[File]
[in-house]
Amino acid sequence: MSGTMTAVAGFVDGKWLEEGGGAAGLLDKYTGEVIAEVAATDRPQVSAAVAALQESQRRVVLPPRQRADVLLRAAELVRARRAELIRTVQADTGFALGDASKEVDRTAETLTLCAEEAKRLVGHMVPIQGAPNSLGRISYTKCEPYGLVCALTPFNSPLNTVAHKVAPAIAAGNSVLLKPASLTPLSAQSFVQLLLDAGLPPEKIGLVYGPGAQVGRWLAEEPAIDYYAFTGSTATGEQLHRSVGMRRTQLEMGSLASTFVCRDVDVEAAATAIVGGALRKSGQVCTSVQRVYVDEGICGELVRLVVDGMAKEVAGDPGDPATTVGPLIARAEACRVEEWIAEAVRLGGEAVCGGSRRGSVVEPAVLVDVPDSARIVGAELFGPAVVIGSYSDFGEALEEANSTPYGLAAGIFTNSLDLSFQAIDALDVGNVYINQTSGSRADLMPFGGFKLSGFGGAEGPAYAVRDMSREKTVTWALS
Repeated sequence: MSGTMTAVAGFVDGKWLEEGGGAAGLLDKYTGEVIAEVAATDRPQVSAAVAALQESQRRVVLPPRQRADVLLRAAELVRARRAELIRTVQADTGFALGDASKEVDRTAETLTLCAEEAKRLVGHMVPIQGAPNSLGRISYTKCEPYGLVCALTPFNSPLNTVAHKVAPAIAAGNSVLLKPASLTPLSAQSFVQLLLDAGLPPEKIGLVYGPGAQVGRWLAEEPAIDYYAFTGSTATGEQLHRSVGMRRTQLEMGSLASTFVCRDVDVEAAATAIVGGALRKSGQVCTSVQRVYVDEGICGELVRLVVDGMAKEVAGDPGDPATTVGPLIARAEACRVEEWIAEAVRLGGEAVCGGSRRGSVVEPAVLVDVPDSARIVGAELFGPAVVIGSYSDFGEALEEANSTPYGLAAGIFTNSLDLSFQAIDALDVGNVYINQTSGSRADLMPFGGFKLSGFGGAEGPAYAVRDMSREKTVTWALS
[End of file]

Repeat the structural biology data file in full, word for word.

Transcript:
[in-house]
Amino acid sequence: MSGTMTAVAGFVDGKWLEEGGGAAGLLDKYTGEVIAEVAATDRPQVSAAVAALQESQRRVVLPPRQRADVLLRAAELVRARRAELIRTVQADTGFALGDASKEVDRTAETLTLCAEEAKRLVGHMVPIQGAPNSLGRISYTKCEPYGLVCALTPFNSPLNTVAHKVAPAIAAGNSVLLKPASLTPLSAQSFVQLLLDAGLPPEKIGLVYGPGAQVGRWLAEEPAIDYYAFTGSTATGEQLHRSVGMRRTQLEMGSLASTFVCRDVDVEAAATAIVGGALRKSGQVCTSVQRVYVDEGICGELVRLVVDGMAKEVAGDPGDPATTVGPLIARAEACRVEEWIAEAVRLGGEAVCGGSRRGSVVEPAVLVDVPDSARIVGAELFGPAVVIGSYSDFGEALEEANSTPYGLAAGIFTNSLDLSFQAIDALDVGNVYINQTSGSRADLMPFGGFKLSGFGGAEGPAYAVRDMSREKTVTWALS
Repeated sequence: MSGTMTAVAGFVDGKWLEEGGGAAGLLDKYTGEVIAEVAATDRPQVSAAVAALQESQRRVVLPPRQRADVLLRAAELVRARRAELIRTVQADTGFALGDASKEVDRTAETLTLCAEEAKRLVGHMVPIQGAPNSLGRISYTKCEPYGLVCALTPFNSPLNTVAHKVAPAIAAGNSVLLKPASLTPLSAQSFVQLLLDAGLPPEKIGLVYGPGAQVGRWLAEEPAIDYYAFTGSTATGEQLHRSVGMRRTQLEMGSLASTFVCRDVDVEAAATAIVGGALRKSGQVCTSVQRVYVDEGICGELVRLVVDGMAKEVAGDPGDPATTVGPLIARAEACRVEEWIAEAVRLGGEAVCGGSRRGSVVEPAVLVDVPDSARIVGAELFGPAVVIGSYSDFGEALEEANSTPYGLAAGIFTNSLDLSFQAIDALDVGNVYINQTSGSRADLMPFGGFKLSGFGGAEGPAYAVRDMSREKTVTWALS